Mussels in Brussels is not only a tacky rhyme, it's also a tacky tourist tradition. The front desk clerk at our hotel warned us about the "tourist restaurants" (she hadn't been herself, but was convinced they were purveyors of low quality mussels). She also relayed cautionary anecdotes of previous hotel guests being sick after eating at said restaurants. These establishments are located on Rue des Bouchers/Beenhouwerstraat, near the Grand Place.
The clerk told us that regardless of which restaurant we chose, we had to have mussels while we were in town. We were curious to try them, so we found a few good reviews of Chez Léon on TripAdvisor and knew that it would be in the vicinity of our sight-seeing that day.
The service was the worst we've ever had. The waiter was so incredibly rude, and if we weren't so hungry, we would have left. We really should have left.
Our mussels arrived a few minutes later. We found them to be overrated. It's tempting to blame it on our choice of restaurant, but Chez Léon seems to have a decent reputation (online) for quality mussels. Why do people eat mussels? Is there any particular flavour or texture that is appealing? If so, we didn't experience it.
Since our visit, we have read Anthony Bourdain's 'Kitchen Confidential', and don't think we'll be eating mussels again. (You can see what he has to say about mussels, amongst other things, here.)
Fortunately, the unending supply of sweet desserts in Brussels made us forget all about the gross dinner.
The, very unique, Old England Building used to be a department store. It is now the home to the Musical Instrument Museum, which houses approximately 1500 musical displays. We like to tinker around on our instruments, so this place was particularly intriguing to us .
It would be annoying to visit an instrument museum that didn't provide you with the ability to listen to some music. Thankfully, headphones are handed to each visitor upon entering and they work on a proximity system which activates a sample clip as you stand near each exhibit. It was as cool as it sounds.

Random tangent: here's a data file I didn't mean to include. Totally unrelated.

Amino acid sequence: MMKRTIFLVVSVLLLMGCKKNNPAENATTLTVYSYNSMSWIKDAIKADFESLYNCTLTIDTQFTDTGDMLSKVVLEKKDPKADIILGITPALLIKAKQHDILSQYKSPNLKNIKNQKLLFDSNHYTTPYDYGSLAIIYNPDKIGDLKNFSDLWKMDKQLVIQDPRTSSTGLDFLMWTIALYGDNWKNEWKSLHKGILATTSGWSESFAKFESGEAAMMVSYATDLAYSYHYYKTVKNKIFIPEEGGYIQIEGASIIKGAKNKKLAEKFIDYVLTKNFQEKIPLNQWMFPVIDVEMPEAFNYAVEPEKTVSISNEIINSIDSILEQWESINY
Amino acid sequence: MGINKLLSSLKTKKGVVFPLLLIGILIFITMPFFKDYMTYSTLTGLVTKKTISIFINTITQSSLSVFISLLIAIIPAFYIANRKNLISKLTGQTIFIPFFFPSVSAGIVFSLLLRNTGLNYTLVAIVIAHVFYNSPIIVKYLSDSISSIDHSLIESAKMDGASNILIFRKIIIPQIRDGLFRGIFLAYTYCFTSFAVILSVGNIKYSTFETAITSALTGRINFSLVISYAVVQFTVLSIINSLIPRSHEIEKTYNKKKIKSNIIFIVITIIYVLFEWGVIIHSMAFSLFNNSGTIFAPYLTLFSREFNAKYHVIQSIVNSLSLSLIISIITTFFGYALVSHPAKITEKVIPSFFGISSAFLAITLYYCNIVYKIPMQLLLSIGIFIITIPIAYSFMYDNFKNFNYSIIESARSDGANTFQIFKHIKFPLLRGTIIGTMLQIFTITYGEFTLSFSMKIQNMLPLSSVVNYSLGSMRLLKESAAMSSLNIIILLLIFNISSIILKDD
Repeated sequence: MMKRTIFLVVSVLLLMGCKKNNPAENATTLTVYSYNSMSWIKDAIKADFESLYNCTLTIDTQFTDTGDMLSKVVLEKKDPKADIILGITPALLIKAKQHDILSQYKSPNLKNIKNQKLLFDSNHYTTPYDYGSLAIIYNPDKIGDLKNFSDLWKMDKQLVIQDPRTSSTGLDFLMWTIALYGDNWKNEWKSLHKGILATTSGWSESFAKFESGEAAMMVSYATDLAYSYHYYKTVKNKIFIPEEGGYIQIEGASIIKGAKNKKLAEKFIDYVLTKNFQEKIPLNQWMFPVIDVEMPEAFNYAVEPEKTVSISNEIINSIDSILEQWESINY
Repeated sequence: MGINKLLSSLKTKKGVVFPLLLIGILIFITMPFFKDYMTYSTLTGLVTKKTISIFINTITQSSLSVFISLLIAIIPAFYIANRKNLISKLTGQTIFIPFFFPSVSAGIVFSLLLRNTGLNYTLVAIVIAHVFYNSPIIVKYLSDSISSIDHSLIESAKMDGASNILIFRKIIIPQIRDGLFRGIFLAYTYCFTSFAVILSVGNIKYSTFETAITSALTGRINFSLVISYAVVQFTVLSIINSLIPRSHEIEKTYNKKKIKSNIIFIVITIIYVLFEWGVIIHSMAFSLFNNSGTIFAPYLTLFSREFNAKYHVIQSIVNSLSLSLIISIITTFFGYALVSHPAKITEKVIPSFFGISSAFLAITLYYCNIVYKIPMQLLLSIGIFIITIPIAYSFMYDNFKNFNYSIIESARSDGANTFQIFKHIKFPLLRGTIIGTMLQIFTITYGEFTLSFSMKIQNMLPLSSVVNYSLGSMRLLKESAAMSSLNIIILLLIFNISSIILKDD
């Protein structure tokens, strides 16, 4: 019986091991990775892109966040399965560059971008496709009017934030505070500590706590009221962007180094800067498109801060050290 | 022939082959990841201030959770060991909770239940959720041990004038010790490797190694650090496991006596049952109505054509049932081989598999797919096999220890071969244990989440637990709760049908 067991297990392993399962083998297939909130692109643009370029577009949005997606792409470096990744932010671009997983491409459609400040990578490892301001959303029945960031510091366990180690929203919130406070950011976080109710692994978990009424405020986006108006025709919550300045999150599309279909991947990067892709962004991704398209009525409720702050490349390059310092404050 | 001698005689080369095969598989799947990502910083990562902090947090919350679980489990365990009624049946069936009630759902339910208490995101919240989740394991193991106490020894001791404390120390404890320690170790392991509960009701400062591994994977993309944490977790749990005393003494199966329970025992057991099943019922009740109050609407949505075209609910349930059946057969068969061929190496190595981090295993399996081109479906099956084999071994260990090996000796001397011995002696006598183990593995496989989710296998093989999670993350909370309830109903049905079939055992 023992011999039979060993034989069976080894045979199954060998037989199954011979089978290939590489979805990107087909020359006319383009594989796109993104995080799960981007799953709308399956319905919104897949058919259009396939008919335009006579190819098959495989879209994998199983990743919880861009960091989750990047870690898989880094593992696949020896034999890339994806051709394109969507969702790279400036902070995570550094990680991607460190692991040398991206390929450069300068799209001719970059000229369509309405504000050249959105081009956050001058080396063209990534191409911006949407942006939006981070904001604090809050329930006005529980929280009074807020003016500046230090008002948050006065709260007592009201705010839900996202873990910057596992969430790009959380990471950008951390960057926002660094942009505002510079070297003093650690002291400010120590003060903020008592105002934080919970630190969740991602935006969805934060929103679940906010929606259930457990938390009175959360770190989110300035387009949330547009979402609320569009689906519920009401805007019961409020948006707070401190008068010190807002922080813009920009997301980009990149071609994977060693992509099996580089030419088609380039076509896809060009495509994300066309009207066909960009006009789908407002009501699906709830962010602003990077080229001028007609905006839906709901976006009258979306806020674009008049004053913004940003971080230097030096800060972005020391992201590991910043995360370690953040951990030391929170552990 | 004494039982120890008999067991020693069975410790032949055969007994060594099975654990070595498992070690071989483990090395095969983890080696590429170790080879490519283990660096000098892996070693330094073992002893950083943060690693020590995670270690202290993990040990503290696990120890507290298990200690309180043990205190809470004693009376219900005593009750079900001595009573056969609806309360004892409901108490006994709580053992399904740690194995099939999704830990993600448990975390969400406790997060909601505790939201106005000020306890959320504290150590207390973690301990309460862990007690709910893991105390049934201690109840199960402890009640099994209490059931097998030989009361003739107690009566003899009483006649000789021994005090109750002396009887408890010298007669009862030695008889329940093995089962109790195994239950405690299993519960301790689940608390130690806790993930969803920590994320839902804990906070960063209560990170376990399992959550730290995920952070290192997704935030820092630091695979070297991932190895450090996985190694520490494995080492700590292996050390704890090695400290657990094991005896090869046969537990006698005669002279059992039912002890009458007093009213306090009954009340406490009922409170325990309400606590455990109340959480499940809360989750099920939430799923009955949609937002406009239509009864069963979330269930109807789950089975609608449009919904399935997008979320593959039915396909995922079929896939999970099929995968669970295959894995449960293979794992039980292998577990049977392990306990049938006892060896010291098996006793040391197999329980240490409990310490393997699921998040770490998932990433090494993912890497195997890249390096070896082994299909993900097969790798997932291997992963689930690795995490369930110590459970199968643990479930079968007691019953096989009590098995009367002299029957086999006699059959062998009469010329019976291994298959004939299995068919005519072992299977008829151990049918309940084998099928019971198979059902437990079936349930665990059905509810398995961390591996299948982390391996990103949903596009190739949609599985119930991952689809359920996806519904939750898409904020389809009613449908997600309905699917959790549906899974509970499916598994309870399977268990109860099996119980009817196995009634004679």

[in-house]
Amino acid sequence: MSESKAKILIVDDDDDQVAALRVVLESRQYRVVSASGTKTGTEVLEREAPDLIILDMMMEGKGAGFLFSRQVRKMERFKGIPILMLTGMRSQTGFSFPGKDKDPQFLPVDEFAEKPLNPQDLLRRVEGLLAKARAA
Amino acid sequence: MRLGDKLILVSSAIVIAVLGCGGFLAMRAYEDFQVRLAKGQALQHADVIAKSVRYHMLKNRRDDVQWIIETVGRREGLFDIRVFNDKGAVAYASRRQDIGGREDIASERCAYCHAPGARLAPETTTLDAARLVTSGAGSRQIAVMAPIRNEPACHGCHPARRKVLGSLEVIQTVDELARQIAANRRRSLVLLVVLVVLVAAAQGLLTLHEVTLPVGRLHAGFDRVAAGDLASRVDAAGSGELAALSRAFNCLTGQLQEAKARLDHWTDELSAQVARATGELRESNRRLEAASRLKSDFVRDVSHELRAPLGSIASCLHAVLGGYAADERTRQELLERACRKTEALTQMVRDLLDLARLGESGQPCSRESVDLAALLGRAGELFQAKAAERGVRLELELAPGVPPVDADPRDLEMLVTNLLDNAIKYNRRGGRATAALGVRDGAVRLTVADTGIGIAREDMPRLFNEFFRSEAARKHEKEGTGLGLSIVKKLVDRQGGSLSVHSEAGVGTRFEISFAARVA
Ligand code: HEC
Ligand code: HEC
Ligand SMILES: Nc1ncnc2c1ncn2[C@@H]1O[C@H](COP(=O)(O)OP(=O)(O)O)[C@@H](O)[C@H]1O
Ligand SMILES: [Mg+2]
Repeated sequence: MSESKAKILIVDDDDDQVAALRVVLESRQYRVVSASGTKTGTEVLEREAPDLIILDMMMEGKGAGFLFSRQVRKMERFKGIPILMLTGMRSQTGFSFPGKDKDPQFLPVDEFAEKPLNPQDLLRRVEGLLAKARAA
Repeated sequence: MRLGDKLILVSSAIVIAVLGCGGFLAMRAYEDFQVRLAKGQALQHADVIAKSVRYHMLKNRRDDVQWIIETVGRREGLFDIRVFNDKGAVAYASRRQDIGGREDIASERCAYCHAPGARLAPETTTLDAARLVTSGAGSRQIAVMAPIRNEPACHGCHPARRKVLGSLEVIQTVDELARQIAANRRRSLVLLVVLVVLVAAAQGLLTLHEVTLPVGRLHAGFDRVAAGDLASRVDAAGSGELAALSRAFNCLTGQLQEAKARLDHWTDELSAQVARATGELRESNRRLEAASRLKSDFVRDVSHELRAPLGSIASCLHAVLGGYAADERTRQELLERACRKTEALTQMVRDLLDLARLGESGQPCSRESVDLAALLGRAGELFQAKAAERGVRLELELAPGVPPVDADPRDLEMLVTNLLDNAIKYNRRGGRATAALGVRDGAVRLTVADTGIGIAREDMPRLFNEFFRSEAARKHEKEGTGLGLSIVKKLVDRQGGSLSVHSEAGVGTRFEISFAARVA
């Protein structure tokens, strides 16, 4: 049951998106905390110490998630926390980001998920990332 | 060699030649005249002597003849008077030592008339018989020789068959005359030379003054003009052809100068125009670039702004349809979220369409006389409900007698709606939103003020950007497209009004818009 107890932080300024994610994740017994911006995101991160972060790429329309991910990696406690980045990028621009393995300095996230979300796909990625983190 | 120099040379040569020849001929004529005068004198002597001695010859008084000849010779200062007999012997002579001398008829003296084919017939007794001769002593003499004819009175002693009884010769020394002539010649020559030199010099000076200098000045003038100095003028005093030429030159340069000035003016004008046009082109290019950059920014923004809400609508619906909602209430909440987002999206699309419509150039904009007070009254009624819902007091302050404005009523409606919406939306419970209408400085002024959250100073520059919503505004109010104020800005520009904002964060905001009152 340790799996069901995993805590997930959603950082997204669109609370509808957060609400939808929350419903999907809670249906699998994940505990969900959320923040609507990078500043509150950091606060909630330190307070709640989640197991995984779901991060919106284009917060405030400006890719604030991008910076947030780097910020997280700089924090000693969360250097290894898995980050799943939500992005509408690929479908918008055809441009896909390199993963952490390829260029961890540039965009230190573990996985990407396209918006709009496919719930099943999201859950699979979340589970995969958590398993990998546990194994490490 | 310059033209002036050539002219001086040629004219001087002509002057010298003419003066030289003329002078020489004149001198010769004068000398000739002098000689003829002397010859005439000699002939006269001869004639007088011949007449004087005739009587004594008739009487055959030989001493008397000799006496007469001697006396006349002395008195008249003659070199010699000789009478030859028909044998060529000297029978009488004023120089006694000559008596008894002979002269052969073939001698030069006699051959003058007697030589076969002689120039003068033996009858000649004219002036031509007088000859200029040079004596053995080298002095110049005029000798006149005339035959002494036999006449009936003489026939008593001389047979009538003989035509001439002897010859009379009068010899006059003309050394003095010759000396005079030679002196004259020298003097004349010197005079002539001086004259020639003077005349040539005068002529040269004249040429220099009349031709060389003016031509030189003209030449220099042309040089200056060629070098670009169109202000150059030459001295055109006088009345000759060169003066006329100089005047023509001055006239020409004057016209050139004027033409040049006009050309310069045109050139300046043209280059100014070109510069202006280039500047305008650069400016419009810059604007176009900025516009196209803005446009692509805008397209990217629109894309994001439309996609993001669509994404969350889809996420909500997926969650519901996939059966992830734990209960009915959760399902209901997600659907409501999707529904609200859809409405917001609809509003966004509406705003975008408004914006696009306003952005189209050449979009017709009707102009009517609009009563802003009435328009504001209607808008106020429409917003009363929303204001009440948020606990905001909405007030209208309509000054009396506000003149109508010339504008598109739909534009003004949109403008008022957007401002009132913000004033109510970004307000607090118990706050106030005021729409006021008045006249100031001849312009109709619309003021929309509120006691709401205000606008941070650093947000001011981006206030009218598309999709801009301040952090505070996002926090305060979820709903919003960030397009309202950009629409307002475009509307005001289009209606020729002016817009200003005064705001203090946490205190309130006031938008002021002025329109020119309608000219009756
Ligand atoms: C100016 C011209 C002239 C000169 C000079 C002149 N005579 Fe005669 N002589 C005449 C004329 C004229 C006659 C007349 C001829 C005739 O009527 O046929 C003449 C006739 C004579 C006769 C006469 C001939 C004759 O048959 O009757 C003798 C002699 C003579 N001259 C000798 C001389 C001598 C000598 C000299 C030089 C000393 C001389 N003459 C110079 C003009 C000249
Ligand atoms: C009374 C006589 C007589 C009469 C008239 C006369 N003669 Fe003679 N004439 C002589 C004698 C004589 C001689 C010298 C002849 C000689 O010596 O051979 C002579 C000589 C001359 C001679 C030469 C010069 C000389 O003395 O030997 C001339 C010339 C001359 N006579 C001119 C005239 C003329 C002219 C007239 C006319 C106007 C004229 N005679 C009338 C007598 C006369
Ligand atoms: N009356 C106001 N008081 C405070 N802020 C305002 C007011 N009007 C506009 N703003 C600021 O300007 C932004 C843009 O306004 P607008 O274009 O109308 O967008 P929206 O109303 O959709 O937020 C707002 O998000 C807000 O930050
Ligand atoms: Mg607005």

The floor that we started on displays many types of harpsichords, pianos, and other stringed music-makers. The sounds generated from some of the older instruments paled in comparison to their intricate designs.
Visiting the museum really made us miss playing with our instruments. We can't wait until we're able to set them all up and start messing around again.
We've always had some regret over missing a planned trip to a drum museum in Tokyo, so when we learned of the Musical Instrument Museum in Brussels we made it a priority.
One future plan of ours includes having a room with a baby-grand piano in it. It'll happen. Someday.
More from the museum tomorrow!
When we weren't eating chocolate, we were drinking it. Brussels has a lot of little cafes that we would duck into when we needed to rest our weary tourist toes. We especially liked this particular coffee shop (unfortunately, the name escapes us...) that had works of art and cartoons on the wall that had been slightly modified. How cute is Tintin with the cup?
As if the waffle itself isn't bad enough for you, adding chocolate, whipped cream, syrupy strawberries, and powdered sugar is enough to give anyone instant diabetes. Brussels actually smelled like waffles. Yes, the city of Brussels smells of waffles. If you walk down the streets, the aroma wafts through the air from restaurants and street vendors making it difficult to deny the temptation (not that we even tried).
Magritte's work is pretty renowned. We both really like 'The Treachery of Images', which we were fortunate enough to see at the LACMA (we snapped a blurry photo, but you can see proper images of it with a simple google search).
While his really famous pieces are in other museums around the world, the museum displays a couple of the "hits" in addition to some lesser known pieces which gave us insight into his entire body of artwork.
After visiting several schlocky "museums" in Cairo, it was refreshing to visit a gallery that appreciated the art enough to showcase it properly. Despite the fact that the exhibits weren't in English, they were very engaging. There was no photography allowed in the museum, so all of these images were taken in the lobby.
Even if you're not a fan of René Magritte, if you're in the area, it's definitely worth checking out. Also, the gift store was similar to that of the large museum stores you'd find in NYC or LA - sometimes the shops are just as fun to visit as the museum itself.